The Versatile Blogger Award yesterday. YAY! I feel like I just won an Oscar. I’d like to thank the Academy…
Kidding! On a more serious note, I’ll be passing it along myself later in the week to three fantastic bloggers. So more on that later!
Now on to the main attraction.
Many of those who’ve never written a novel like to think that those who have must have all day to just sit around and write. “How nice,” they think. “I wish I had the time to sit down and write a book.”
Truth is, we don’t have any more time than anyone else. As much as we’d like it, writers aren’t gifted with the ability to cram more hours into the day (though if anyone figures that one out, totally let me know).
This is no secret to us writers. Finding the time to get words on paper isn’t an easy task. If you’re a student, it means writing before (and sometimes during) class. If you’re working full-time, it means getting up early to get some words in that WIP, or staying up late in the night to finish that chapter. When your friends are going out for the weekend, sometimes it means staying home to edit yesterday’s writing.
Fact of the matter is, we all have lives. We have friends and family and work and school and a million other responsibilities that compete with the time we have for writing. Some days it’s impossible to get anything in, and that’s ok.
The best writing advice I ever read was simple: make a writing quota and stick to it.
For me, it’s writing 1,500 words a day or 10,500 words a week. If I miss a day, which happens, it’s fine because I know I can make it up another day. As long as I make 10,500 words a week, I’m happy. And if I don’t? That’s ok too; I can make it up the next week.
The daily/weekly writing quota has helped me finish many a manuscript. It keeps me honest, and it saves me from the guilt of wondering whether or not I wrote enough that day.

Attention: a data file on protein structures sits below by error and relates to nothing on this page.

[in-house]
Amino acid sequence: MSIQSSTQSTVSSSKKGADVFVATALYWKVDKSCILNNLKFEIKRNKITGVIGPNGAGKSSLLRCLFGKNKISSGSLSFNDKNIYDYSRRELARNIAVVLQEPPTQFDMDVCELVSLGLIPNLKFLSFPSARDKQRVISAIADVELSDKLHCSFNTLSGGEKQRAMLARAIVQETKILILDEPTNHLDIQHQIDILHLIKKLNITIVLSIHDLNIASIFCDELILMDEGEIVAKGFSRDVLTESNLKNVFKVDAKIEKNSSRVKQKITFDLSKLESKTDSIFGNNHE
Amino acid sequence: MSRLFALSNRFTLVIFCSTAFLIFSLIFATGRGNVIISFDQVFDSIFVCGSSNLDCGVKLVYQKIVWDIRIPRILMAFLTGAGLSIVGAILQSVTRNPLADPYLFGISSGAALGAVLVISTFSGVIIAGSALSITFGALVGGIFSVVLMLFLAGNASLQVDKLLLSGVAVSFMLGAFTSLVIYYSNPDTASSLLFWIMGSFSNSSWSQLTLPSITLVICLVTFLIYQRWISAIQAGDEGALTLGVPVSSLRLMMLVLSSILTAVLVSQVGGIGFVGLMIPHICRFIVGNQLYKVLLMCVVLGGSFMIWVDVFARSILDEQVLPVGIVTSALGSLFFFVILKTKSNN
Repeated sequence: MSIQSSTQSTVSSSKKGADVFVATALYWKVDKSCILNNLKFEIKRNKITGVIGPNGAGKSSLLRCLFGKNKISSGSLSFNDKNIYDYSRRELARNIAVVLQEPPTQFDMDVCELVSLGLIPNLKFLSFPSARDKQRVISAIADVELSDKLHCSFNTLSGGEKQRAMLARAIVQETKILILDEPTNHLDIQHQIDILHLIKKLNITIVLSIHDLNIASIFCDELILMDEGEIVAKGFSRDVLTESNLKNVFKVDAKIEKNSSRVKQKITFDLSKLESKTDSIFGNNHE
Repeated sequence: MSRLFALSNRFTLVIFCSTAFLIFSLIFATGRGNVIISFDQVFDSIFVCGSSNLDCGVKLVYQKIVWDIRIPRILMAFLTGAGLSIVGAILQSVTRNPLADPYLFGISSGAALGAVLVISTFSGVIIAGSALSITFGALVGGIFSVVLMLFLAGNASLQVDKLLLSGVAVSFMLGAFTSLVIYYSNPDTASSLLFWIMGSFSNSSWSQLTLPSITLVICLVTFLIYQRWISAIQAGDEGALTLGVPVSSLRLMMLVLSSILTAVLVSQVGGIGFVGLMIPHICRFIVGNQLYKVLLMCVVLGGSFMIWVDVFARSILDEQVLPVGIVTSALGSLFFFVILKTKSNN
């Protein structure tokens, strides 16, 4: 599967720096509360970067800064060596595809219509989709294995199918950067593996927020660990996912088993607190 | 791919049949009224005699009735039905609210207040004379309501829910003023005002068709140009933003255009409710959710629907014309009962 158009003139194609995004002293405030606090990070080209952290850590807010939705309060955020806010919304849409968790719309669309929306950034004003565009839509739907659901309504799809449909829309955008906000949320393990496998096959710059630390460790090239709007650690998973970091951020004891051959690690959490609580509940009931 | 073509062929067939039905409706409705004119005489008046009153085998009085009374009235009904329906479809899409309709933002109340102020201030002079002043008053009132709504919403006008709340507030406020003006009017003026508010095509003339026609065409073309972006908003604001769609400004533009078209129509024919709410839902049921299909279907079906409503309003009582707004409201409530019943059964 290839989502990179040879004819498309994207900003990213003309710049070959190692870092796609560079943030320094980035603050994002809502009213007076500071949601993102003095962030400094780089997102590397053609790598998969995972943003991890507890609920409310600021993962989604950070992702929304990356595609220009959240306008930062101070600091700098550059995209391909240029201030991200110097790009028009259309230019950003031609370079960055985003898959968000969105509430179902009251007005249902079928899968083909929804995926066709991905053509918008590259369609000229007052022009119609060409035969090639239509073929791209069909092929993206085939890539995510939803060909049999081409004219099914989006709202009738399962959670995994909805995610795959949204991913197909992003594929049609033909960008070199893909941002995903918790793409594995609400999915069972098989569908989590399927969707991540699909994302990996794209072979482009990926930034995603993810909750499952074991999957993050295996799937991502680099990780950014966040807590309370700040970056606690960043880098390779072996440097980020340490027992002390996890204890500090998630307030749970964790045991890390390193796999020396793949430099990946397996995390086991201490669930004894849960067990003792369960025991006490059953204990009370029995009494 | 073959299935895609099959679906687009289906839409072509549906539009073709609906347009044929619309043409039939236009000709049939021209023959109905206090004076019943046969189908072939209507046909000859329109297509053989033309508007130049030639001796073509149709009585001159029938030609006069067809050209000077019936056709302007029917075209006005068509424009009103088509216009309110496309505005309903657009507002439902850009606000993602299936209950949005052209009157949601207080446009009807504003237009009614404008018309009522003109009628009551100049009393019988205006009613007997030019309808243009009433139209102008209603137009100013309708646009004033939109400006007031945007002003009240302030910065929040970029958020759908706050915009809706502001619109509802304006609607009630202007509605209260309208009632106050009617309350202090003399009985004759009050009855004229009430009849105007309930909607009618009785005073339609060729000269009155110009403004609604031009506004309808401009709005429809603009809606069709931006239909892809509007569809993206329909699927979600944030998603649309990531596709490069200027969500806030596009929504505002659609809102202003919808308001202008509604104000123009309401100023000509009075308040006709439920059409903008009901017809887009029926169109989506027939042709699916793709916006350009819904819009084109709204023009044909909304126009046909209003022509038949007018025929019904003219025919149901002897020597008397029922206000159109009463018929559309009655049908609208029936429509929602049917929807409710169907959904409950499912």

Even more recently however, I discovered something that changed the way I approach writing completely. There used to be a time when I’d sit down and write until I met my quota. This was painful. Some days it’d be easy and I’d be done in no time. Other times I’d sit at the computer for hours, checking every five minutes to see how many words I’d written. This led to screaming in frustration when after an hour I only wrote 500 words (or on really rough days, even less *shudder*).
It turns out, you DON’T have to write it all at once. Whoa.
Let me say that again: you DON’T have to write your quota all in one sitting.
My new method was stemmed from a little beauteous Twitter hashtag known as #wordmongering. I intend to write a full post on this later (because it’s just THAT amazing), but it’s basically a thread where writers get together at the beginning of every hour and write for a half hour, then compare word counts. We cheer each other on and there’s virtual confetti.
Ok, a LOT of virtual confetti. Like an ocean of virtual multicolored strips of paper. Though that may be partially (read: completely) my fault.
Anyway, its effectiveness blew me away. Writing in spurts, it turns out, is much less stressful than trying to get it done at once. With just a few half-hour rounds a day, I’ve been able to get my word goal down without a problem.
So. If you haven’t assigned yourself a word count, I challenge you to do it. Try it for a week. It could be a 100 words a day or 5,000 words a week or 15,000 words a week. Whatever it is, stick to your guns and get it done.
You just might be surprised by how rewarding it is.
So let’s see it! What are YOUR word count goals this week?